How will the project benefit me and the community?

Economic opportunity: In the 1950s and 1960s, ODOT’s construction of I-5 divided and displaced the historic Albina community, specifically Portland’s Black community. We recognize that this action and other urban developments took generational wealth and opportunity in the Albina community. Other public agency and private developments, including the Moda Center, Veteran’s Memorial Coliseum, the Convention Center, Legacy Emanuel Hospital, and other urban renewal efforts also contributed to the historic harm. To address this, we are committed to elevating the voices of the historically harmed Albina community to understand the needs of and provide benefit to this community. We will identify, encourage and facilitate opportunities for agency and community partnerships. Together with agency and community partners, the project can support future economic development in the Albina community and support wealth generation through creating opportunities for partnerships around land banking, workforce and business development, and other means.

Community connections for the future: The project provides an opportunity to reconnect the community and support a sense of place and space consistent with local visions for transformation.

We are committed to building highway covers that bridge both sides of the I-5 corridor in this area and provide new community space. Only after hearing how the community envisions the look and feel of the highway covers and the streets and sidewalks to which they connect, the project will once again connect sections of this historic neighborhood and provide economic growth and development opportunities.

Our hope is that building highway covers will be a catalyst for us to work with other project partners to transform what exists today into a socially and economically inclusive community – one that is connected to the river and its surrounding neighborhoods.

Local street enhancements: Some of the existing pedestrian and bicycle facilities in the project area are undersized, incomplete, or challenging to navigate, such as crossing highway on- or off-ramps. Changes to the local street system will provide protected or separated sidewalks and bike lanes to create safe connections for people walking, rolling, bicycling, or riding transit in the Project area. New highway overcrossings, such as the Clackamas Bicycle and Pedestrian Crossing, will provide additional options for people to comfortably cross I-5 where they cannot do so today, increasing options for people moving in and through Albina and the Rose Quarter.

Safety for pedestrians and bicyclists: For those who already – or those who want to – walk, bike, or roll in the project area, the new vision for local streets will increase physical separation between automobiles and pedestrians or people biking. The project will include new widened and well-lit sidewalks, Americans with Disabilities-accessible ramps, marked crosswalks, and widened and improved bicycle facilities that also provide more comfortable and convenient access to transit.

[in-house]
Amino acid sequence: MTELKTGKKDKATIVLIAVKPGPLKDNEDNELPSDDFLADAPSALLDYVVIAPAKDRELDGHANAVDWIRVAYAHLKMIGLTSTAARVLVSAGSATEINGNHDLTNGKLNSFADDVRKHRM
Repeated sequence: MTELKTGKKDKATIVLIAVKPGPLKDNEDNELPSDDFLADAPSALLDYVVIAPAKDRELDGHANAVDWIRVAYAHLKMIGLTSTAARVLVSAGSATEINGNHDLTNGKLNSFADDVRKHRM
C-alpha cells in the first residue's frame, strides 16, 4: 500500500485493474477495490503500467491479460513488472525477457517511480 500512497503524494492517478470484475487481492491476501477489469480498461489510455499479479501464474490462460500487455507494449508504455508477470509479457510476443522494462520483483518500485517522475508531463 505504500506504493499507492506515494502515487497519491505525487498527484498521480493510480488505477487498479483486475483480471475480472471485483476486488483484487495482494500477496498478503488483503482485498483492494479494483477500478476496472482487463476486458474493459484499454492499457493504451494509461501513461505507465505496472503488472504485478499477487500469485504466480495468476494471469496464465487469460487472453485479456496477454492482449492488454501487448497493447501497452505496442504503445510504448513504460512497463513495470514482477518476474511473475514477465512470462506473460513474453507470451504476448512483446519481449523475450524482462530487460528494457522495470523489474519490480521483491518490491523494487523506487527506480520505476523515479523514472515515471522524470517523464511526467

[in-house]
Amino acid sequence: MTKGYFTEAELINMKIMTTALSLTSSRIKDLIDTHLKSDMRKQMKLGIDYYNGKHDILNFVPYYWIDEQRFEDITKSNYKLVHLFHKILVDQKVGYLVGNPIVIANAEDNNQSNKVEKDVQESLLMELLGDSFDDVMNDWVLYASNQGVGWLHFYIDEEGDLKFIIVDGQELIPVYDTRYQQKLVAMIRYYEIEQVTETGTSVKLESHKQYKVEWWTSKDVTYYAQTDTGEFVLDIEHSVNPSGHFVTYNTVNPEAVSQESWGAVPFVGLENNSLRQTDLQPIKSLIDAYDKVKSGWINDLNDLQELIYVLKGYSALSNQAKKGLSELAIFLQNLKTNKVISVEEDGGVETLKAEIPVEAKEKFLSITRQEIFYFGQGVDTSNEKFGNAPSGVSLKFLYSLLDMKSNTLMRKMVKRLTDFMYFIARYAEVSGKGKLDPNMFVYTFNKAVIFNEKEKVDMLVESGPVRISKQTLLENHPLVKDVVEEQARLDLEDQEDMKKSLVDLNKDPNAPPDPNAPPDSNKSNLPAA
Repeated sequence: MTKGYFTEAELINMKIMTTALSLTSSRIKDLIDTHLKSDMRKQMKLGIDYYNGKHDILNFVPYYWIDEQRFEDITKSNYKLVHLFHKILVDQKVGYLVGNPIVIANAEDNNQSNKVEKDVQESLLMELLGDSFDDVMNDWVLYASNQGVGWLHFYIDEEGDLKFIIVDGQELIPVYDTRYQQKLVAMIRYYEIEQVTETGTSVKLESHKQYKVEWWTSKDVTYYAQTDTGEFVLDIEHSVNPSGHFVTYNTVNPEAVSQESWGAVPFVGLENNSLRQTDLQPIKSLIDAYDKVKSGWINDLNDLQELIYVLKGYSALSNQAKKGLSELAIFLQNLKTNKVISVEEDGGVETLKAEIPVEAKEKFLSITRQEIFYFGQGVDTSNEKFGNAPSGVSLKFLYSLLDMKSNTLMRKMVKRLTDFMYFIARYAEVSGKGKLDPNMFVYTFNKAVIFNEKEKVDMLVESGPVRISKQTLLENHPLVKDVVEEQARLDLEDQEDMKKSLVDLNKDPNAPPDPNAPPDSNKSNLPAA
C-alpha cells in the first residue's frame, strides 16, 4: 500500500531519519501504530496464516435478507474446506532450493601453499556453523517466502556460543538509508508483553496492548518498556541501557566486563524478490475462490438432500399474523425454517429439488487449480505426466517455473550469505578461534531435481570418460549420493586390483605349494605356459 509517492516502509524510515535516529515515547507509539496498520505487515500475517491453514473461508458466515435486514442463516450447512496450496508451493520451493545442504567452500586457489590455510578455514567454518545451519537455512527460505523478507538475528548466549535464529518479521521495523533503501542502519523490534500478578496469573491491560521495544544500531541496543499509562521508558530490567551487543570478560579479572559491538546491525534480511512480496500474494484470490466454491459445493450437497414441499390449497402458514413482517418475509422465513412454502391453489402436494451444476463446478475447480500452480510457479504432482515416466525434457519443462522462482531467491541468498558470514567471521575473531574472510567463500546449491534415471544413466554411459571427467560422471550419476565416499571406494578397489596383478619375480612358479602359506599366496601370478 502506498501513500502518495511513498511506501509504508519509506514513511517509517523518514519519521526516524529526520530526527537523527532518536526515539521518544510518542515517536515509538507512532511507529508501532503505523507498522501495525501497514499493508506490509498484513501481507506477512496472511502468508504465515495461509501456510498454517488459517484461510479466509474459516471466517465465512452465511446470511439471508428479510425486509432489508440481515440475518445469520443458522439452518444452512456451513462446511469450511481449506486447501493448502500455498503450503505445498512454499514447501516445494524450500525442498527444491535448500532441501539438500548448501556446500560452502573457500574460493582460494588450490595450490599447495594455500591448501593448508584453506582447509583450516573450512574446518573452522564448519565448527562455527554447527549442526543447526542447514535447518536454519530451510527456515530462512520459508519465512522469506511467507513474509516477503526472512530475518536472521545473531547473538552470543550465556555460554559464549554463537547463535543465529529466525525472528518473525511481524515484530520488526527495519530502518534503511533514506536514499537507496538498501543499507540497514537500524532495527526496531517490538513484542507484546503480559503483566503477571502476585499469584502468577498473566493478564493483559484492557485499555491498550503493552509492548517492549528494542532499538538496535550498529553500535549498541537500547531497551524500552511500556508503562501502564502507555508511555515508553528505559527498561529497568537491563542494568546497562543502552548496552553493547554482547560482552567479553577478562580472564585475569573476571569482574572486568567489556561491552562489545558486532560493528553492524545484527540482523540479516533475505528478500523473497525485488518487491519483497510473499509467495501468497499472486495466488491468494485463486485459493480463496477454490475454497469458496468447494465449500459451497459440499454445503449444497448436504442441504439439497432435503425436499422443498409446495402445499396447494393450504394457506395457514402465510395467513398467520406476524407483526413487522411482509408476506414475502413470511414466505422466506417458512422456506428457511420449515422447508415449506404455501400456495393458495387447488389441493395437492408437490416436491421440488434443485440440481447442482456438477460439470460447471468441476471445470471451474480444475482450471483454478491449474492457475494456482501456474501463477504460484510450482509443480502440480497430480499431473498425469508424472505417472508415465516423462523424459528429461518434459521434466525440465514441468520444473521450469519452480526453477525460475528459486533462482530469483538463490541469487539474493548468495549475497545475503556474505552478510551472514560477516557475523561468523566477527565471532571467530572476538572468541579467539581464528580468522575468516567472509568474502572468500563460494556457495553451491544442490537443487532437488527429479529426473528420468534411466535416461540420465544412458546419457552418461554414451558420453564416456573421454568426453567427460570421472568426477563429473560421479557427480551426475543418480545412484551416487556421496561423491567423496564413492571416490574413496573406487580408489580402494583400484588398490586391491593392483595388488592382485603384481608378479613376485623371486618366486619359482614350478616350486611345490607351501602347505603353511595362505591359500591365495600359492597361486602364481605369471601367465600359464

I-5 safety and congestion: The section of I-5 between I-84 and I-405 has the highest crash rate of any Oregon urban interstate. By providing new shoulders and continuous auxiliary lanes in both directions of I-5, the project will reduce motor vehicles weaving in and out of lanes and provide areas for disabled motor vehicles to pull over or emergency responders to get around heavy traffic. Auxiliary lanes and wider shoulders will reduce crashes by up to 50% and improve congestion and travel flow, saving drivers and those riding bus transit 2.5 million hours of delay each year.

Travel reliability: There is traffic congestion on I-5 in the Rose Quarter area for 12 hours each day. Increased congestion and safety issues on I-5 between I-84 and I-405 means drivers experience delay and travel is less reliable for most of the day. Project features will reduce the number of crashes and improve travel reliability for vehicles on I-5 and, in turn, vehicles on local streets affected by back-up on the Interstate. This also benefits the movement of goods, such as Oregon’s exports and imports, from groceries to technology.

Broadway/Weidler interchange operations: The complexity and congestion at the I-5 Broadway/Weidler interchange makes it challenging for automobiles, transit, pedestrians, and bicyclists to get around. The project will simplify the interchange’s configuration, easing movement for all users and improving safety for our most vulnerable road users.